The 'Flirtation Cards' That Men In The Ever-So-Proper Victorian Era Used To Woo Ladies (But They Had To Be Returned If She Wasn't Interested)

Humans have been flirting with each other for centuries. However, flirtation in the past is completely alien compared to today’s views. In this post, we will take a look at an odd way people get acquainted and possibly get laid back in the 19th century.

In the ever-so-proper Victorian era, the way to express interest in another person is by handing them cards. Cards with various emotions like grief, friendliness and others were handed out for all sorts of events. Flirtation cards, on the other hand, were given out to ask permission to escort a lady or get to know her better.

According to The Encyclopedia of Ephemera, people used two types of cards in the 1870s and 1880s. One was like a ‘calling card’ and would be used by gentleman to formally introduce themselves to new acquaintances. The second, as seen in the collection here, was a novelty variety reserved for more casual encounters, and it was known as an ‘escort card’ used by men seeking the company of women.

‘The device commonly carried a brief message and a simple illustration,’ the encyclopaedia states.

Take a look at some of the sample cards below to see how uptight and gentle people were back in the day. Many of these cards have all the flowery but insincere charm of a cheesy modern-day pick-up line, while some were a little more down-to-business.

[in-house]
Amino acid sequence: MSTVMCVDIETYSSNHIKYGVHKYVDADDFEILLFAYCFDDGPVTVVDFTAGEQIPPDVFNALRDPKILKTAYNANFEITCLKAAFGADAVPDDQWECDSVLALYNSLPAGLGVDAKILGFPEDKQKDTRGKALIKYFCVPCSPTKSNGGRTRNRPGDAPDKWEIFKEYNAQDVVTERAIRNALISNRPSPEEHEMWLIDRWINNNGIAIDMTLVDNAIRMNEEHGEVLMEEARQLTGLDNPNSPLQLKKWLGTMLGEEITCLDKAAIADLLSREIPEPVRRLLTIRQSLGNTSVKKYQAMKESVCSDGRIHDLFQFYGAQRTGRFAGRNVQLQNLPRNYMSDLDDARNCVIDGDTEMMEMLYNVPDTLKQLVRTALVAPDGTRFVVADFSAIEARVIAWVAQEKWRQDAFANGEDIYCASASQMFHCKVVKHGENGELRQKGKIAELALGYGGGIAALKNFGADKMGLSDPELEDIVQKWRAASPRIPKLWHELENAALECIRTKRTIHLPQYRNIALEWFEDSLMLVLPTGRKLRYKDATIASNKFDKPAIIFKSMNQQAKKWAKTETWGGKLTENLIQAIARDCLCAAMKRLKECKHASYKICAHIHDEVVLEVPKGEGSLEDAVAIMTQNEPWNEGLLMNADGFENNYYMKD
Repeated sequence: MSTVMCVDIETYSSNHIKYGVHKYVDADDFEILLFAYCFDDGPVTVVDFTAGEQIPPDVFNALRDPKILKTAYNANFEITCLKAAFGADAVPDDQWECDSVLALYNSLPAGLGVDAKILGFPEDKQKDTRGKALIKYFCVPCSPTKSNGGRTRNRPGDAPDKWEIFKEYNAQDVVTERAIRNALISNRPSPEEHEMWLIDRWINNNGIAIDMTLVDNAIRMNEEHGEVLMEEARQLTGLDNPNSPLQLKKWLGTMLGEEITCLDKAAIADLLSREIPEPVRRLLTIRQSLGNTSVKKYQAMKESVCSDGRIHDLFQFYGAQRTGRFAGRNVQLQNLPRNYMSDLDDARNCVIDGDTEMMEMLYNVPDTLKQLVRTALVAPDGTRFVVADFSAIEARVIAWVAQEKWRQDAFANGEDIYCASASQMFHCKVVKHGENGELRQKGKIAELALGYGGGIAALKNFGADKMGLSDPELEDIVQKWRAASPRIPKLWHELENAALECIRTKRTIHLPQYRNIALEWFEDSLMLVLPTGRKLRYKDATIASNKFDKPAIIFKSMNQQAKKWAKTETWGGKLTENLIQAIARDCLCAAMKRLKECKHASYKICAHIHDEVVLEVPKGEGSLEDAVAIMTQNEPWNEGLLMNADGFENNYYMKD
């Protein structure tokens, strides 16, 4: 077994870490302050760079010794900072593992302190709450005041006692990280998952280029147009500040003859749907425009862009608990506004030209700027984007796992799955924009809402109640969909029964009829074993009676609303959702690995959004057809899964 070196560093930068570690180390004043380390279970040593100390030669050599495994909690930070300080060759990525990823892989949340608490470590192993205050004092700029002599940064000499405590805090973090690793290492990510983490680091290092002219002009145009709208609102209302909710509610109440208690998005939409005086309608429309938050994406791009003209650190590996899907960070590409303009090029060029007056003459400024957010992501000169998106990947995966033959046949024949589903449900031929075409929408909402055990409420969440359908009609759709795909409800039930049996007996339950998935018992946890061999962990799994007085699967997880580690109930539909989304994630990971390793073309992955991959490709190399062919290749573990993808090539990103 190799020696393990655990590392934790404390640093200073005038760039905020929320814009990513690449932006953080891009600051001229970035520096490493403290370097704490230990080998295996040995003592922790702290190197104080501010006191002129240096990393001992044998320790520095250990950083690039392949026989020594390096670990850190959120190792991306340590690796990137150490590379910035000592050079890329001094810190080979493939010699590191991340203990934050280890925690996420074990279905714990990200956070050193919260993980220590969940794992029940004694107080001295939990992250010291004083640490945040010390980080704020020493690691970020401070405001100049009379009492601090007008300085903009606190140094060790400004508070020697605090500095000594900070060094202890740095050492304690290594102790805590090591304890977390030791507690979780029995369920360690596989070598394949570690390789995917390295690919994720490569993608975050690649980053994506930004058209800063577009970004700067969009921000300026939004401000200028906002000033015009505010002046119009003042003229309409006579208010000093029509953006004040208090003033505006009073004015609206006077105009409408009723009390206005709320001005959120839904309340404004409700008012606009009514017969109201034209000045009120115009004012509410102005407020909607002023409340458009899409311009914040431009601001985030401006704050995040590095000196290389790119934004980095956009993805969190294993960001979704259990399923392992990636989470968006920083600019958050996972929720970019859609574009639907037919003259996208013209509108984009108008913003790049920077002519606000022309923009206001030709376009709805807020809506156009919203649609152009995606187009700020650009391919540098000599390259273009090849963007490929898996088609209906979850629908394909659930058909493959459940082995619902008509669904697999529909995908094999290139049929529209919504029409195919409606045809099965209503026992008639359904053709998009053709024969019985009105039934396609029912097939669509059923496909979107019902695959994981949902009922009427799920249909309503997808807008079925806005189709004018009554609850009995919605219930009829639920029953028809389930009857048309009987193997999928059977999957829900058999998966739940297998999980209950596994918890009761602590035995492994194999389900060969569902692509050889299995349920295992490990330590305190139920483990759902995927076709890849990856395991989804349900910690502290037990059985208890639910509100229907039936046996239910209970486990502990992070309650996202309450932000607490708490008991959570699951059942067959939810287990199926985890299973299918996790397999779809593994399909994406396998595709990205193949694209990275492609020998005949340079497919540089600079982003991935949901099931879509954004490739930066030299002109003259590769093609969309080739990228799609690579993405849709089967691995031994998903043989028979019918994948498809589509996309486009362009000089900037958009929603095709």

Long before mobile phones came along - allowing single men and women to flirt behind the comfort of a glowing screen - shy love-seekers of the late 19th Century had to resort to other tactics (pictured)
Long before mobile phones came along – allowing single men and women to flirt behind the comfort of a glowing screen – shy love-seekers of the late 19th Century had to resort to other tactics (pictured)
These comical printed cards were handed out by men to women they found attractive
These comical printed cards were handed out by men to women they found attractive
Rhyming couplets appeared to have been rather popular  in the 19th century according to these cards
Rhyming couplets appeared to have been rather popular  in the 19th century according to these cards
The card commonly carried a brief message and a simple illustration
The card commonly carried a brief message and a simple illustration
Some were quite specific in their nature - albeit in a very polite way
Some were quite specific in their nature – albeit in a very polite way
Certain cards were short and to-the-point - including this 'may I. C. U. Home?' card
Certain cards were short and to-the-point – including this ‘may I. C. U. Home?’ card
These 'escort cards' were seen as a more casual version of what we today regard as business cards  
These ‘escort cards’ were seen as a more casual version of what we today regard as business cards
This blank card poses, 'Who the devil are you?'
This blank card poses, ‘Who the devil are you?’
This man's intent is made crystal clear by its very title 
This man’s intent is made crystal clear by its very title
Many of the cards have all the flowery but insincere charm of a cheesy modern-day pick-up line
Many of the cards have all the flowery but insincere charm of a cheesy modern-day pick-up line
Many carried the disclaimer, 'If so, keep this card, if not, please return it'
Many carried the disclaimer, ‘If so, keep this card, if not, please return it’

Read More: When ‘Flirtation Cards’ Were All The Rage